Don’t assume Top 10 Percent should go to Austin or College Station

Photo by Todd Wiseman

I respect the University of Texas and Texas A&M University, but to assume those universities are the best choice for every one of our state’s best and brightest high school students is misguided.

The Texas Tribune's recently published three-part series “The Price of Admission” focuses on the Top 10 Percent Rule, which requires all state universities in Texas to automatically accept students at the top of their high school classes (for UT-Austin, it’s actually the top seven percent now). The U.S. Supreme Court is reviewing the Top 10 Percent Rule as part of the Fisher v. University of Texas at Austin case, and a ruling expected soon may decide the fate of the law.

Part II of the Tribune series followed two Dallas high school students, one from affluent Highland Park and another from Bryan Adams, an inner-city school a few miles away. Both students were in the top percent in their respective high school classes. One of the students profiled chose to attend Texas Woman’s University — or as the article called it, a “less prestigious university” — over Texas A&M.

I don’t work at TWU, but I would be offended by this article if I did. The writers bemoan the fact that the Bryan Adams student chose TWU, even though the student said the proximity of Denton to her home in Dallas (to be near her ailing father) as well as a higher percentage of minority students there made TWU a better fit for her. It sounds to me like she made the right choice — one that works for her and for her family. She should hold her head high, and no writer should infer that she is short-changing herself.

The writers also interviewed a Bryan Adams High School teacher who works closely with her students, encouraging them to go to college. I respect that teacher for caring about her students’ educational future. However, the article asserts that her goal is “more about making sure students go to a four-year college instead of a community college.”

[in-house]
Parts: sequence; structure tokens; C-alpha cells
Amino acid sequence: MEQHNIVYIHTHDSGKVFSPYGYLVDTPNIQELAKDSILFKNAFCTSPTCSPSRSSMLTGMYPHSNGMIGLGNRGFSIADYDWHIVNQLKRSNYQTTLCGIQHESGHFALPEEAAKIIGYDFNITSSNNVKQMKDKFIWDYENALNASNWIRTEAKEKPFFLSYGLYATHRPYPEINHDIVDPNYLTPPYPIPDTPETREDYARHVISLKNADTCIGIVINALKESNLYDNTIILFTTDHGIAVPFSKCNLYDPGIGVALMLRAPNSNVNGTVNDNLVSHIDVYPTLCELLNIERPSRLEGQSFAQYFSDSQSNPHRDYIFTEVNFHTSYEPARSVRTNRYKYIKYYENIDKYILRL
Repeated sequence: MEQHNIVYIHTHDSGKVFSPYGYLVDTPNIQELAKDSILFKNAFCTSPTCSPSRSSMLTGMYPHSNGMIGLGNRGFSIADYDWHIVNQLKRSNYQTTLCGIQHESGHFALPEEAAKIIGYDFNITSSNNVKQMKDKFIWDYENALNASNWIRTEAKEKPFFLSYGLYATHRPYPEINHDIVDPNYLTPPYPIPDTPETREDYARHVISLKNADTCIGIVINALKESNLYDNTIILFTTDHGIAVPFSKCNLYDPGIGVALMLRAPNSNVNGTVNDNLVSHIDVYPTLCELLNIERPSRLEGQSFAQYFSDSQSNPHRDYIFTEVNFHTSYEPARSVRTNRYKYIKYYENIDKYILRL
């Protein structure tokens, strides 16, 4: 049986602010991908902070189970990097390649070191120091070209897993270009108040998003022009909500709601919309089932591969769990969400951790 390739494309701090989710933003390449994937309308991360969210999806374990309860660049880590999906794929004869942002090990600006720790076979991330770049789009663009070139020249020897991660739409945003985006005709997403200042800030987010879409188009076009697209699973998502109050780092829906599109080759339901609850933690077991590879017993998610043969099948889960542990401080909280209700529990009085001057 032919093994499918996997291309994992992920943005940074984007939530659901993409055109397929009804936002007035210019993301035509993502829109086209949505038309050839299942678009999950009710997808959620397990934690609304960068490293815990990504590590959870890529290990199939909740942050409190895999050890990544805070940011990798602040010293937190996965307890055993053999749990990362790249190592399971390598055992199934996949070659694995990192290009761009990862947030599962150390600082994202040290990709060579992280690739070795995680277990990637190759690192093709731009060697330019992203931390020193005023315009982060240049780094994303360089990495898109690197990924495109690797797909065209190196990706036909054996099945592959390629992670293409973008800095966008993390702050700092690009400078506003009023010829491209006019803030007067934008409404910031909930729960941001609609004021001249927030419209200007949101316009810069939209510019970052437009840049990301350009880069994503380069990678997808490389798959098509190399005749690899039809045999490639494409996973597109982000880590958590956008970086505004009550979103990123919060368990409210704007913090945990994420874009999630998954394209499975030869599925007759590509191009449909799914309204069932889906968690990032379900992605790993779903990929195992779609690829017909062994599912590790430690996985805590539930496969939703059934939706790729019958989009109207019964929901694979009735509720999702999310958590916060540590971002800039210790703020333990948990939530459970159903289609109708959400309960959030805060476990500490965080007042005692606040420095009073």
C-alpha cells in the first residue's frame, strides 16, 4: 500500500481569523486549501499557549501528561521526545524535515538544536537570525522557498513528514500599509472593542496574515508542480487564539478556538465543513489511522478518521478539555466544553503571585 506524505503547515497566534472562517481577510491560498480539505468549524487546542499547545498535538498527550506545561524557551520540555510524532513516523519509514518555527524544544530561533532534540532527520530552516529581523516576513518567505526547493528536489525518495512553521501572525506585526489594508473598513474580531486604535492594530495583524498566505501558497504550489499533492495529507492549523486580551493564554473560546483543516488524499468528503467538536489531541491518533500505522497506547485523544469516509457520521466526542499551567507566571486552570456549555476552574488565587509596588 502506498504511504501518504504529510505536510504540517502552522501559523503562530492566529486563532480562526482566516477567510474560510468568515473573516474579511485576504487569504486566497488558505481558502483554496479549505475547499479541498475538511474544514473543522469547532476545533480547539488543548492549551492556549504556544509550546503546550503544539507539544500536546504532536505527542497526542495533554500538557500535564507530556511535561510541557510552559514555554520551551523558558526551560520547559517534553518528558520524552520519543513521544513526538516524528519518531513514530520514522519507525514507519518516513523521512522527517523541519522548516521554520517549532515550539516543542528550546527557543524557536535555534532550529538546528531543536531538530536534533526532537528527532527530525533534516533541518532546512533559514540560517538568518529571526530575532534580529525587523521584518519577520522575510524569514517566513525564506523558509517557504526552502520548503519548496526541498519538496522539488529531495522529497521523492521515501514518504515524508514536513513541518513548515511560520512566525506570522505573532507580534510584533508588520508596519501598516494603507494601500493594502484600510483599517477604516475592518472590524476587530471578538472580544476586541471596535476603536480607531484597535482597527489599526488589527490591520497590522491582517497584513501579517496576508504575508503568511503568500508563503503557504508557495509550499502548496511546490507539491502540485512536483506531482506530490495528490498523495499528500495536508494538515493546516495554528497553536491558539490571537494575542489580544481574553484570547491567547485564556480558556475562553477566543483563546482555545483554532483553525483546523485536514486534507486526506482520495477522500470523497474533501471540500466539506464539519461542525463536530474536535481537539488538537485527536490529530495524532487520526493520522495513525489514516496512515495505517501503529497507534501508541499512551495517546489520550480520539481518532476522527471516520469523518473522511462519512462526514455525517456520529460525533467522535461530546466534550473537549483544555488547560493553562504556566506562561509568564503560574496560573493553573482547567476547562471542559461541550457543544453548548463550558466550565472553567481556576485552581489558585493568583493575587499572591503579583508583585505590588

If that is indeed the teacher’s aim, I think it’s misguided. Many of her students would be well-served by starting at a community college, saving thousands of dollars in tuition and fees, living at home for a year or two instead of spending thousands more on room and board, and avoiding student debt — an important consideration in a country that has more student debt than credit card debt.

UT-Austin and A&M are wonderful, prestigious universities, but they are not necessarily the best choice for everyone. There are more than 30 state universities and 50 community college districts in Texas. Proximity, affordability, available programs, class sizes, student-to-teacher ratios and many other factors should be considered when choosing a school.

I work at Weatherford College, a community college west of Fort Worth. We see many Top 10 Percent Rule students choose to attend WC — not because they don’t think they can handle the rigors of UT or A&M but because they want to stay close to home, avoid drowning in college debt, enjoy smaller class sizes, etc. In more than 19 years at WC, I’ve heard, “I wish Weatherford College was a four-year school so I could continue here,” countless times.

For most of our students, the end goal is to earn a bachelor’s degree at a university. And they do that. As a matter of fact, many universities tell us that students who start at our college and then transfer after two years are more successful in the long run than those who began at the university level as a freshman. In the end, the bachelor’s degree hanging on that student’s wall looks exactly the same, no matter where they began their freshman year. The difference, oftentimes, is thousands of dollars of college debt.

Of course, the large universities are a great option for many of these Top 10 Percent Rule students. But let’s let the students and their families decide what school is best for them and not assume they should be heading to Austin or College Station.

Brent Baker

Vice President of Institutional Advancement, Weatherford College

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